Dead code elimination and tree-shaking in JavaScript build systems

Update: I was wrong initially telling that tree-shaking operates on modules. There’a an article by Rich Harris, creator of Rollup tool, where he explains the difference between two approaches.

So Webpack 2 will be able to perform tree-shaking on ES2015 modules. Here’s a blog post explaining how to run a demo with Webpack 2 beta and Babel. I want to see here how well different build systems in JavaScript world can do tree-shaking and dead code elimination. Before we start, let’s learn what is the difference between those two techniques.

Dead code elimination (DCE) is a compiler optimisation which removes code which is never going to be executed or variables which are never used. Take a look at this example:

const x = 1;

if (false) {
console.log(x);
}

The code within if statement will never be executed here, so the whole statement can be stripped out. Then variable x is defined, but never used, so it also can be removed safely. Why compilers do this? To shrink the size of production code and reduce execution time, by removing unnecessary code.

Now tree-shaking does the same, but in opposite direction. Rather than excluding code, it includes only what is actually needed in the program. Turned out this is a much more efficient optimisation, which can dramatically reduce the size of the output. Consider the following example:

import { first } from 'lodash';

console.log(first([1, 2, 3]));

The lodash library includes a lot of useful functions, but even if only a single function is actually imported and used, the whole library’s code will end up in the final bundle. Tree-shaking will check for every module which exports are being used and will drop unused ones. If you wonder why it’s called tree-shaking: think of your application as a dependency graph, this is a tree, and each export is a branch. So if you shake the tree, the dead branches will fall. Now it makes sense.

From the article I linked above, Webpack 2 is processing two modules. I’ve modified main.js to see how tools will handle a case when a function was imported but not actually used.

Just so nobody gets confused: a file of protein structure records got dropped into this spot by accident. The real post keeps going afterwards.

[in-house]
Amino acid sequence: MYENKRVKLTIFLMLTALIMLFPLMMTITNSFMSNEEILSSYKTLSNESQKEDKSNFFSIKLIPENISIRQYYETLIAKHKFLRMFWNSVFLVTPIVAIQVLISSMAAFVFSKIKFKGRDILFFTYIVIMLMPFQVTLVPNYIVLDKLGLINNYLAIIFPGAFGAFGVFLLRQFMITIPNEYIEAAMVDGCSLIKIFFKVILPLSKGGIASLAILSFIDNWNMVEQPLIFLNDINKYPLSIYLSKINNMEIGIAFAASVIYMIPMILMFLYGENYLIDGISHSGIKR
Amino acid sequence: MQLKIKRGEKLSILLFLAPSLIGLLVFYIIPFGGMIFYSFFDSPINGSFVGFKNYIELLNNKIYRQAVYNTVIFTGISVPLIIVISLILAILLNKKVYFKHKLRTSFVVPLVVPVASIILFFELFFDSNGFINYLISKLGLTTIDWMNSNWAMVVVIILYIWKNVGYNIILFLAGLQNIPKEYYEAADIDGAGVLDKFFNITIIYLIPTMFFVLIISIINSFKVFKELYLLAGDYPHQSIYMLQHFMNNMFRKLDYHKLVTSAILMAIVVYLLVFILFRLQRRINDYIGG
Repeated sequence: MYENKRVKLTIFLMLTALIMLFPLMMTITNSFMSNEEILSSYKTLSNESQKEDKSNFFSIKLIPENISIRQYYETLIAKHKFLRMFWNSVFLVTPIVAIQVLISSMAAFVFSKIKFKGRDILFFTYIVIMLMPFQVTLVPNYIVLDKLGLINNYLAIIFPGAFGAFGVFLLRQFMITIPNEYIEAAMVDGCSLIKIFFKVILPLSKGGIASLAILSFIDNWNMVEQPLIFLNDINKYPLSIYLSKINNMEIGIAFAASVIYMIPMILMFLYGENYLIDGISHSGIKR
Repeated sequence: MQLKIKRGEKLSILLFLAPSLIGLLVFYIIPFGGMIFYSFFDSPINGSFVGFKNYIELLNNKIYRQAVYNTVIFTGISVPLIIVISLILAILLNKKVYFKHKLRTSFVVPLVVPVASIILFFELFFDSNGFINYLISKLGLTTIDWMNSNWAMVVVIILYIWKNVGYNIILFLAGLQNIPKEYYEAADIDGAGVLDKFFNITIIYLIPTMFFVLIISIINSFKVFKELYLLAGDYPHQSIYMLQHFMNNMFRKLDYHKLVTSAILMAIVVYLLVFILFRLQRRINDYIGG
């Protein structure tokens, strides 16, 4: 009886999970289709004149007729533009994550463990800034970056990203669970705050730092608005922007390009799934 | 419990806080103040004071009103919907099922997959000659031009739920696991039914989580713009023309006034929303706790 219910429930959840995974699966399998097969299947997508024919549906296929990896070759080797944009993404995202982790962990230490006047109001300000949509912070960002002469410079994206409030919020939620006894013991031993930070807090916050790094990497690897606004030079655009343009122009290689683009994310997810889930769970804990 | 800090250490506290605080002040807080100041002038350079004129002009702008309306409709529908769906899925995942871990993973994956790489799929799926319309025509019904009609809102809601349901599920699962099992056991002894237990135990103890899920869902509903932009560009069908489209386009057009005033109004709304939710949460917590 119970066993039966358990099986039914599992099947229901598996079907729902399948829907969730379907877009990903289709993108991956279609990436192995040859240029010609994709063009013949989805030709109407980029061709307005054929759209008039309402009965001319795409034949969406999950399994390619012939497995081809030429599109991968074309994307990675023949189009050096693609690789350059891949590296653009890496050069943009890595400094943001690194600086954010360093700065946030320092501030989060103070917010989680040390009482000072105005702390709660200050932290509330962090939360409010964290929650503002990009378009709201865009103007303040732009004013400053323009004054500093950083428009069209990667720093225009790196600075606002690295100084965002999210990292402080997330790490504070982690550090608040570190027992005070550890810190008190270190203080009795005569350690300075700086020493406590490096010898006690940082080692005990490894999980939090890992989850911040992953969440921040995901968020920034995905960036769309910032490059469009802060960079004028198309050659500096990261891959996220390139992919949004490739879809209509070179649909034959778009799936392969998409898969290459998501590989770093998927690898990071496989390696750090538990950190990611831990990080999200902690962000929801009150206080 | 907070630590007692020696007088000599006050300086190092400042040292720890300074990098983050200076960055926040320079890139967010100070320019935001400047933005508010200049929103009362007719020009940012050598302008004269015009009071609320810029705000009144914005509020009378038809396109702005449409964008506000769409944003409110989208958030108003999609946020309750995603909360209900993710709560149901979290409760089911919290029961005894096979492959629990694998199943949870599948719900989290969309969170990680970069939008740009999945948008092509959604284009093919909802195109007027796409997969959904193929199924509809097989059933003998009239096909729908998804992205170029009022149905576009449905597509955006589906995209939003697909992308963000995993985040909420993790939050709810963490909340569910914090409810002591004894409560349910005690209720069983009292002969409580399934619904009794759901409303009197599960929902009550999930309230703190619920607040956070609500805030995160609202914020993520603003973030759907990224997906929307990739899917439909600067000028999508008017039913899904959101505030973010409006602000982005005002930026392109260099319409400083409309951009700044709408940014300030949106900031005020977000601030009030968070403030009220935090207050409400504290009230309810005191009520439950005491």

// helpers.js
export function foo() { return 'foo'; }
export function bar() { return 'bar'; }

// main.js
import { foo, bar } from './helpers';
if (false) {
console.log(foo());
}
let elem = document.getElementById('output');
elem.innerHTML = `Output: ${foo()}`;

Here’s a link to formatted output. It includes Webpack’s loader wrapper, but the actual code looks like this and there’s no bar function and if statement as you can see:

([function(o, t, n) {
function r() {
return "foo"
}
t.foo = r
}, function(o, t, n) {
var r = n(0),
e = document.getElementById("output");
e.innerHTML = "Output: " + r.foo()
}]);

The other tool which does tree-shaking and DCE is rollup.js. It has a live demo on the their website. Rollup supports tree-shaking by default. The tool is only bundles your code, but not minifies it. Here’s the output, good job!

function foo() {
return 'foo';
}

let elem = document.getElementById('output');
elem.innerHTML = `Output: ${foo()}`;

Webpack itself doesn’t remove dead code, it only doesn’t export unused exports, so they become “dead”. After that UglifyJS removes that code and minifies everything.

The last tool is Google Closure Compiler. It’s been around for more than ten years already. Running it with advanced compilation level flag will produce the following output:

document.getElementById("output").innerHTML="Output: foo";

Closure Compiler is probably a total leader here. But Java is not welcome in JavaScript world. Unless you have big projects like Google’s Gmail, where this kind of optimisations makes a lot of sense.

Since Webpack is the most popular tool at the moment, it’s a very good news. Having tree-shaking capable build tool and libraries written in ES2015 modules we don’t need to worry about choosing one lib over the other because of its size. What we should do instead is to choose what fits better in our needs and let compiler do everything else.